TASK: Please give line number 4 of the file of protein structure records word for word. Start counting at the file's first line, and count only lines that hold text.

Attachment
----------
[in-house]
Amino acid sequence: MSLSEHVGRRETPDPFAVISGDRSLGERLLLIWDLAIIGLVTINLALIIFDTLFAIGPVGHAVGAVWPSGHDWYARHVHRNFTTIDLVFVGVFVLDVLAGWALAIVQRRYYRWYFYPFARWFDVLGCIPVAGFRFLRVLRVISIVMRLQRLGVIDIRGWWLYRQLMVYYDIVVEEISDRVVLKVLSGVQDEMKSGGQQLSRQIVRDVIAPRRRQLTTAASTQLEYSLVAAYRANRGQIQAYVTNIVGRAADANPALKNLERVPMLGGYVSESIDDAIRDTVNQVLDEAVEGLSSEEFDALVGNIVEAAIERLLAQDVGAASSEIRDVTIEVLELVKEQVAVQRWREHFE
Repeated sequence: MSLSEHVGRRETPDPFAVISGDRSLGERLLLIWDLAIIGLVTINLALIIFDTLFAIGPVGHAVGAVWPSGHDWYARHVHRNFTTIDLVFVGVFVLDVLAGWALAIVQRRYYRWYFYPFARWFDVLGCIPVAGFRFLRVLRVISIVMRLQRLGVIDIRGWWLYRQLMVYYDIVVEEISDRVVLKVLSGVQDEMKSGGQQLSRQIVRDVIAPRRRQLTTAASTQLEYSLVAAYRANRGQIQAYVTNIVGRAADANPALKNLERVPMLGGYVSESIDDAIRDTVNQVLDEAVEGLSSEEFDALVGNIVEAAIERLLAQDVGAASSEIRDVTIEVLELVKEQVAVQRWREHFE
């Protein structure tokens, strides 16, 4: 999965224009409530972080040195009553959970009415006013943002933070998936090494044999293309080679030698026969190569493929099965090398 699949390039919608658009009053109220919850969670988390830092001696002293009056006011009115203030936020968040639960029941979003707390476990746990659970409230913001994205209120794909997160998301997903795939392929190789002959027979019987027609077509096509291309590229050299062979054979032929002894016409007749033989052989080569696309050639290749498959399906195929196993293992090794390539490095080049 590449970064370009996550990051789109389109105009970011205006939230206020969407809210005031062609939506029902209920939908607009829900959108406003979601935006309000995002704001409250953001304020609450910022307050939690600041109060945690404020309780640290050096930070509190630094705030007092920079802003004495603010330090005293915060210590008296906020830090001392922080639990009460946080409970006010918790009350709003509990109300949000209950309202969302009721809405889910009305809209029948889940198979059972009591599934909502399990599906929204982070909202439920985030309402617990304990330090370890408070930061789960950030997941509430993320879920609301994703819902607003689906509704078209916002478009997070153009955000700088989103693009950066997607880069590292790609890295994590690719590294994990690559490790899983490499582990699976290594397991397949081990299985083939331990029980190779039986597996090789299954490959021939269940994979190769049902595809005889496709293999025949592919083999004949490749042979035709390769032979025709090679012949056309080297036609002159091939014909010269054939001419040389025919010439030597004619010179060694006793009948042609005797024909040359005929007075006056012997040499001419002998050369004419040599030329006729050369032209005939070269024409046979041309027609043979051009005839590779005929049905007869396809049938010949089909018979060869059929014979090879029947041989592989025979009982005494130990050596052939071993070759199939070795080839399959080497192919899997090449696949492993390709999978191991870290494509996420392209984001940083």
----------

């Protein structure tokens, strides 16, 4: 999965224009409530972080040195009553959970009415006013943002933070998936090494044999293309080679030698026969190569493929099965090398 699949390039919608658009009053109220919850969670988390830092001696002293009056006011009115203030936020968040639960029941979003707390476990746990659970409230913001994205209120794909997160998301997903795939392929190789002959027979019987027609077509096509291309590229050299062979054979032929002894016409007749033989052989080569696309050639290749498959399906195929196993293992090794390539490095080049 590449970064370009996550990051789109389109105009970011205006939230206020969407809210005031062609939506029902209920939908607009829900959108406003979601935006309000995002704001409250953001304020609450910022307050939690600041109060945690404020309780640290050096930070509190630094705030007092920079802003004495603010330090005293915060210590008296906020830090001392922080639990009460946080409970006010918790009350709003509990109300949000209950309202969302009721809405889910009305809209029948889940198979059972009591599934909502399990599906929204982070909202439920985030309402617990304990330090370890408070930061789960950030997941509430993320879920609301994703819902607003689906509704078209916002478009997070153009955000700088989103693009950066997607880069590292790609890295994590690719590294994990690559490790899983490499582990699976290594397991397949081990299985083939331990029980190779039986597996090789299954490959021939269940994979190769049902595809005889496709293999025949592919083999004949490749042979035709390769032979025709090679012949056309080297036609002159091939014909010269054939001419040389025919010439030597004619010179060694006793009948042609005797024909040359005929007075006056012997040499001419002998050369004419040599030329006729050369032209005939070269024409046979041309027609043979051009005839590779005929049905007869396809049938010949089909018979060869059929014979090879029947041989592989025979009982005494130990050596052939071993070759199939070795080839399959080497192919899997090449696949492993390709999978191991870290494509996420392209984001940083």